@Abe et al. - it seems reasonable NOW to put /homes in a separate partition, but what I'm talking about is starting with a Ubuntu 5.10 install (text based) where there's not a lot of info about creating partition sizes by hand. For instance, what size partition should I set up for a base install of Ubuntu, with the addition of all the Ubuntu-junior packages (Debian Jr. for Ubuntu.) With a new install and nothing put in the /home, the whole thing uses up close to 7G disk space. I plan on putting a bunch more stuff on there dealing with Legos Robotics and programming tools, like Java, Eclipse, Tomcat, PostgreSQL so there's not a whole lot of space left to play with regarding setting up separate partitions.

At this point, I'm wondering what Xubuntu requirements would be with all the apps I intend to set up for my son. 7G just for a starting install seems a bit excessive to me, and with the harddrive that size, it doesn't look like your idea will be very workable.

Jul 17, 2007
9:50 AM EDT
When I first installed Linux, it was on a 125M disk, one partition. It wasn't important at the time.

When I set up a server with what I thought was a big disk drive, it suggested creating a separate /var and / directory, so I did, and wasted about 500M of a 2G disk.

Now as Darren suggests, with a lot more knowledge, I would give / something like 10G, and /home all the rest.

My last Debian "everything and the kitchen sink" install took about 8G with a single partition before adding anything personal

Jul 17, 2007
11:46 PM EDT
Darren: Installing a truckload of software is going to cost some space an the harddrive, no matter what operating system you use. I'd still say GNU/Linux and *BSD systems use hard drive space rather economically compared to ms windows. The good thing about partitioning on those systms is, that you can easily split up partitions after the installation and/or simply migrate the data to a new disk. I haven't managed to this that in windows for a single time without doing a re-install. With Linux or BSD, creating a new /home or /usr partition and migrating the data there has always been a breeze. If you haven't thought about a separate /home partition at install-time, simply do it later. The steps are easy:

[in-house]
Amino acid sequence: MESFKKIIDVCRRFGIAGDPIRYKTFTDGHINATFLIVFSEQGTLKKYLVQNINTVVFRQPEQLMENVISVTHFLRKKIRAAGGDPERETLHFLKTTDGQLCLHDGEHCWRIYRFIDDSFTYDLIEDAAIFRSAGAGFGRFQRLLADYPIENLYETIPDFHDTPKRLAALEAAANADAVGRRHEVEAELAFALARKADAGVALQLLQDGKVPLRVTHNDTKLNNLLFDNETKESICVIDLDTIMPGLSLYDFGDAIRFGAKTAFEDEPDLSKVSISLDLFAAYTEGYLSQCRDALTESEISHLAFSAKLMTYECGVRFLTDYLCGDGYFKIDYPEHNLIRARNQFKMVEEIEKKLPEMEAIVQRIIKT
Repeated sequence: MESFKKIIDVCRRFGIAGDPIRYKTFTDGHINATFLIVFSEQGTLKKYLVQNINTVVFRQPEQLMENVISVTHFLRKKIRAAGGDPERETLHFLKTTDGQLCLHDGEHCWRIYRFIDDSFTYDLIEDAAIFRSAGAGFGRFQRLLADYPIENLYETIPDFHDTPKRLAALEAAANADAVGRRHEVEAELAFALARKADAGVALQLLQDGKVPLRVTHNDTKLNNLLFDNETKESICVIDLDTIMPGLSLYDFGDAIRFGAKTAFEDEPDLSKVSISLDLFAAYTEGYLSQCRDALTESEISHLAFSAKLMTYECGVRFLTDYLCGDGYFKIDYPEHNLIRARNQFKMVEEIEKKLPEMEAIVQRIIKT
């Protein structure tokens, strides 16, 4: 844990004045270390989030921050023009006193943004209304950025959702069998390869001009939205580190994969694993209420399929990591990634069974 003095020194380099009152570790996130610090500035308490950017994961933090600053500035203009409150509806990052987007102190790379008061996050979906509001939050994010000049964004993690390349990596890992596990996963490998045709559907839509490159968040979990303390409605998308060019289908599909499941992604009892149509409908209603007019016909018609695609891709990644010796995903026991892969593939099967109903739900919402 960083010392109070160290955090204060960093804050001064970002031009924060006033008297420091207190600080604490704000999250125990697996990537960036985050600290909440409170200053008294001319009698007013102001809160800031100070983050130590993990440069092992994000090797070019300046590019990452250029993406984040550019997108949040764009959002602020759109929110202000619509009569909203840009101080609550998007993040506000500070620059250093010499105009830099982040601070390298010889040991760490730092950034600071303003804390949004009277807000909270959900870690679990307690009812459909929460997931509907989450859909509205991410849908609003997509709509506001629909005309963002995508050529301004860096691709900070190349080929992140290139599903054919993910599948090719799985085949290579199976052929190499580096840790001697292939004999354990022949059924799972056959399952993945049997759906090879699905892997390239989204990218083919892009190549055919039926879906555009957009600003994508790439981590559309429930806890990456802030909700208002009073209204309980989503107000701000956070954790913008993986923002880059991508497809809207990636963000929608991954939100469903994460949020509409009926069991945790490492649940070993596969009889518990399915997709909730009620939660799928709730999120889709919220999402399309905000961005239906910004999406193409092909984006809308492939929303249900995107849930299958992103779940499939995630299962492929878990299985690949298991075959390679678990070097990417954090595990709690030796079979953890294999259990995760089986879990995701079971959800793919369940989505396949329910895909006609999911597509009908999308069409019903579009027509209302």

1. Run a livecd like Knoppix or grml 2. Resize, create, move partitions and migrate data as you see fit 3. Adjust /etc/fstab accordingly 4. Reboot from hard disk.

Jul 18, 2012
3:33 PM EDT
It looks like this thread hasn't been touched in five years yet it somehow has risen to the top of the queue. Weird.

OTOH, discussing dumping Ubuntu is fine by me :)

Jul 18, 2012
3:47 PM EDT
They were fed up with Ubuntu in 2007 ... funny. I still think 6.06 was one of the great releases of all time. That seemed like a pretty good patch for Ubuntu -- 6.06, 7.04 and 7.10.

Jul 18, 2012
4:08 PM EDT
Someone spammed it and I deleted the post instead of the whole thread.

Jul 18, 2012
4:08 PM EDT
YEAH, WTF happened? LOL. A 5 year old thread rises from the dead. Should be on Jerry Springer.

Jul 18, 2012
4:09 PM EDT
@ Steve....LOL. If they knew then what they know now, how many people would have starting using Ubuntu. Oh well....time to get the flux capacitor fired up.

Jul 18, 2012
8:22 PM EDT
I was all ready to ask "You do know you're using ancient releases, don't you?"

Jul 18, 2012
8:40 PM EDT
I agree with Steven. Edgy was the last release for me where everything "just worked," but Feisty really wasn't bad. I had significant problems with Network Manager in Gutsy. I don't think I gave up on Ubuntu until 8.10 or so. Hardy Heron was the last release I actually recommended.